Oktoberfest has been around for over two hundred years! Over time, it has changed in many ways from the first event in 1810 and the complete focus of the festival has shifted during these last few centuries. Read below if you are curious to know how it all started!
The First Oktoberfest
The first Oktoberfest began in Munich on October 12, 1810 in celebration of the royal wedding between Crown Prince Ludwig (later King Ludwig I) and Princess Therese of Saxony-Hildburghausen. The celebrations were held on the fields outside of the city’s gates and lasted for five days. On the last day, horse battles were held to conclude the occasion. While there was food, beer and wine, this first Oktoberfest was only vaguely similar to the Oktoberfest we now celebrate. Today, this festival is synonymous with “beer fest,” but back in 1811 it was the horse battles that compelled the government to make it an annual event.
How Oktoberfest Progressed
Every festival needs activities. The horse races covered only one day of the event, so other attractions were included over time. In 1811, Oktoberfest got its own agricultural show that still runs today. Other attractions included bowling, swings, parades, tree climbing and carnival rides that gained popularity around the 1820s. Small beer stands gradually grew and by the late 1800s turned into beer tents selling beer from well-known breweries. Fascinatingly, horse races got the whole Oktoberfest phenomenon burned out and were no longer apart of the festival.
While the first Oktoberfest took place in October, the dates were eventually moved back to appreciate longer and hotter September days. A modern Oktoberfest (or Die Wies’n as locals call it) is typically a sixteen-day event that runs from late September through the first weekend in October.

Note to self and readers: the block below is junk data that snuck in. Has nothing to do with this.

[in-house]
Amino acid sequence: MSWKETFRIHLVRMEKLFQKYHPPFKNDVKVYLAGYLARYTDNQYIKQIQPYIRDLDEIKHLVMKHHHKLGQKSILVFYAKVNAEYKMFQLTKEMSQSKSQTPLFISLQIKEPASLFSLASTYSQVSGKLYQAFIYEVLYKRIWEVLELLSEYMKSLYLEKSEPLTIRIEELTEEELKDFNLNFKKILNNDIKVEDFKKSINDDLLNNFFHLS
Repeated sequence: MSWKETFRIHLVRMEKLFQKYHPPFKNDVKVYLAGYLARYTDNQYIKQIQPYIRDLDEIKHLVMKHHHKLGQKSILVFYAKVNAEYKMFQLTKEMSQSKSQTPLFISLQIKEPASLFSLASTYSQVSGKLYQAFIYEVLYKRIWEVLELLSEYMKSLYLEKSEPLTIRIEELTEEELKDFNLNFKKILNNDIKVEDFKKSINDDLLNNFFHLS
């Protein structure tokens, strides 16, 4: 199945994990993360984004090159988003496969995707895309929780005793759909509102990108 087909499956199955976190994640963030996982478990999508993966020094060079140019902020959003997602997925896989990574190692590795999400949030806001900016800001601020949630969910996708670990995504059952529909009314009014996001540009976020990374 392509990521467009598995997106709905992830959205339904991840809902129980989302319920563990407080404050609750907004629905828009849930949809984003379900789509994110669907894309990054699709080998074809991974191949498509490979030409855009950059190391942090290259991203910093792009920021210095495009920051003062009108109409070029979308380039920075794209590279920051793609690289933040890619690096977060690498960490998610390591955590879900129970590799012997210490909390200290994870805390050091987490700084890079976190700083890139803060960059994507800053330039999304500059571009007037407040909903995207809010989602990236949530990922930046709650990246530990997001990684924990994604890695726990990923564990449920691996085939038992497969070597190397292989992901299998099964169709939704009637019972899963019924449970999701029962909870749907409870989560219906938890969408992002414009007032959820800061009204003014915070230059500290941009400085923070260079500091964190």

From what was originally a party for the citizens of Munich, Oktoberfest expanded to host all of Bavaria, and has now become an international event. It is still held in the same location as its origin in 1810, only now it is much closer to the center of Munich.
Germany and Bavaria are well-known for their world-renowned breweries and by the late 1800s beer became a huge part of the Oktoberfest celebration. Over one million gallons of beer are consumed each year at Oktoberfest. Many Oktoberfest traditions still include, or revolve around, beer. Each festival still begins with the tapping of the first keg by the Mayor of Munich.
Beers served in the tents at Oktoberfest always come from the six Munich breweries: Löwenbräu, Paulaner, Hacker-Pschorr, Hofbräu, Augustiner and Spaten. These breweries prepare a special Oktoberfest brew that is slightly sweeter and higher in alcohol content than their normal beer. This causes some inexperienced attendees to miscalculate their drinking capacity and turn into what Germans kindly call “beer corpses” (Bierleichen).
The Oktoberfest Beer has also changed over time. Dunkel was the first beer served, then Marzan, and now Festbier. It may surprise many people, especially here in United States, that what we overwhelmingly consider the style of Oktoberfest, Marzan, is not what is served at Oktoberfest. This is actually a common misconception because Marzan was known as the original beer served at Oktoberfest.
Festbier, sometimes called Wiesn, Festbiere or Oktoberfestbier, a name that can only be used by Breweries in Munich, have taken the place of Marzan in the beer tents dotting the Theresienwiese (Therese’s meadow) in Munich during the Oktoberfest celebration. It is a relatively young, and mostly unknown, style here in the United States.
Oktoberfest Around the Universe
Even though it was originally a German festival, Oktoberfest has exploded in popularity and become part of many different countries annual traditions. It’s not only chosen by the Germans who live abroad or people with German roots but folks of all nationalities and ages are embracing the Oktoberfest tradition and the opportunity to immerse themselves in German culture. In the U.S., Oktoberfest events are held on many levels from private family parties to county and statewide festivals.